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How faith-based groups are leading America’s disaster relief efforts

(Sarah A. Miller/Tyler Morning Telegraph via AP)

Nearly 75 percent of organizations helping the Federal Emergency Management Agency (FEMA) rebuild communities are faith-based groups. In tragedy, churches are not just donating money and supplies to disaster zones, they’re setting up warehouses, sending trained relief volunteers, counseling victims, and are in the trenches trying to help people rebuild their lives.

The government and faith-based organizations have coordinated their efforts to bring relief to disaster affected areas. In a crisis, congregations work together and discuss specific relief tactics with FEMA to streamline the rehabilitation process.

The role that these religious groups have in natural disaster relief efforts are seldom mentioned. The CEO of the National Voluntary Organizations Active in Disaster told USA Today, “About 80 percent of all recovery happens because of nonprofits, and the majority of them are faith-based.” But he says that it’s not just Christian churches providing aid, other faith groups like Islamic, Buddhist, and Jewish organizations are on the front line of disaster relief as well.

Samaritan’s Purse, a Christian humanitarian aid group, has been providing relief to victims of both Hurricane Harvey and Irma, which hit the Florida coast. Their organization’s role does not only provide supplies but mainly helps those who have property damage. The group sends its experts to affected areas with debris removal tools like chainsaws, mud clearing kits, and roofing materials to help victims fix their houses or businesses.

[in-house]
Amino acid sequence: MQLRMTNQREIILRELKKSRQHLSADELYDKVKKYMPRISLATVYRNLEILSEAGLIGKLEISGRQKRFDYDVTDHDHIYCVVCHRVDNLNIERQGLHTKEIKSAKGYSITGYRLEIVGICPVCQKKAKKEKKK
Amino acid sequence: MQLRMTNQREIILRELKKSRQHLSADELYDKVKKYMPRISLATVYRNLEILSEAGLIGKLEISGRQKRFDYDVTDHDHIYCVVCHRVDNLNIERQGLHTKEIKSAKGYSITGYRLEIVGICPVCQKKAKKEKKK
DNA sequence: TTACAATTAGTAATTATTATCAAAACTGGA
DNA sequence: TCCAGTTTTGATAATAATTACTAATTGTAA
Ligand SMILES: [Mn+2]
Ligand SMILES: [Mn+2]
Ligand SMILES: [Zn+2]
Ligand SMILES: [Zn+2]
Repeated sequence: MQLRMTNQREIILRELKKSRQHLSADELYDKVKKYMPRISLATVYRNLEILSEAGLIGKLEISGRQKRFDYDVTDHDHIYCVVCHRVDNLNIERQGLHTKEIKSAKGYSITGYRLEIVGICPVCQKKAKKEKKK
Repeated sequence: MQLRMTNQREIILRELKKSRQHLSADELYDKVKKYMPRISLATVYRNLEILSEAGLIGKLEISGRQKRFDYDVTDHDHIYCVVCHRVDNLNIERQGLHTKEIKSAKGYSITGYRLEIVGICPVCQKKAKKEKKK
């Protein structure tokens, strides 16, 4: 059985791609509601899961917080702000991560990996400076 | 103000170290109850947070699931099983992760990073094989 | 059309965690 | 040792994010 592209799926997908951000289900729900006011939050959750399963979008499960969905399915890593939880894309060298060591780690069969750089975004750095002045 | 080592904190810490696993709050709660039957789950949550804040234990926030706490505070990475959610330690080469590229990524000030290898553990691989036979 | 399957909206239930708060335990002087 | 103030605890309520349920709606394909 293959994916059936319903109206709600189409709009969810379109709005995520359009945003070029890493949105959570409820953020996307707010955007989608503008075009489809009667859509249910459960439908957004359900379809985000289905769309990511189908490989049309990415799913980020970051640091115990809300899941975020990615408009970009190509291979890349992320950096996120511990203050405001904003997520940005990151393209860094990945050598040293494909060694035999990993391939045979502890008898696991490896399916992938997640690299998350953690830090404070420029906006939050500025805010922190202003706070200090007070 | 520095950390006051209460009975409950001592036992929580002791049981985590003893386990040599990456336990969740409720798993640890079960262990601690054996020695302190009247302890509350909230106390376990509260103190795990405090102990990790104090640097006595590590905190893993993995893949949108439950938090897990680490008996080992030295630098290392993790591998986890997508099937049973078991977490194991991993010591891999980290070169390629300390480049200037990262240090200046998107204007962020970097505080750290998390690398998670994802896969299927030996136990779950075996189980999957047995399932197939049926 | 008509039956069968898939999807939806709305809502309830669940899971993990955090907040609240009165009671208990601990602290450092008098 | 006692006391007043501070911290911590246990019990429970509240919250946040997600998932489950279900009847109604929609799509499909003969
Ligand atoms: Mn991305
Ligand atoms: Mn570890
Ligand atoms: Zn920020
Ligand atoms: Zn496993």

Seventh Day Adventists Church are experts on warehousing materials. The Church works with FEMA to collect, file, organize, and distribute emergency food and clothing supplies to victims. FEMA helps the group by finding a location near the devastation to set up the warehouse, and the church volunteers then handle the donation inventory and give the supplies to the victims. Other Christian organizations specialize in feeding victims by bringing numerous trailers filled with food to disaster zones.

The United Methodist Committee on Relief sends volunteers to help victims understand their options after losing their belongings, house, or business. The volunteers evaluate property damage and counsel victims on which state aid programs and FEMA funding they qualify for.

In addition to their day to day contributions, the foot soldiers behind natural disaster relief efforts are of high cash value to the states. According to FEMA’s guide to disaster assistance once a federal financial aid package is approved the state is responsible for matching a percentage of the funding. Volunteers help offset this cost to the state. FEMA allows states to count volunteer hours, at a rate of $25 per hour, towards matching the aid package price, even though they are not compensated for their time. Luther Harrison, a leader of the North American Ministries for Samaritan’s Purse, told USA Today that their organization has already raised more than $675,000 with their hours of contribution to the state of Texas, following Hurricane Harvey that killed more than 70 and displaced 1 million people as well as ruined 200,000 homes.


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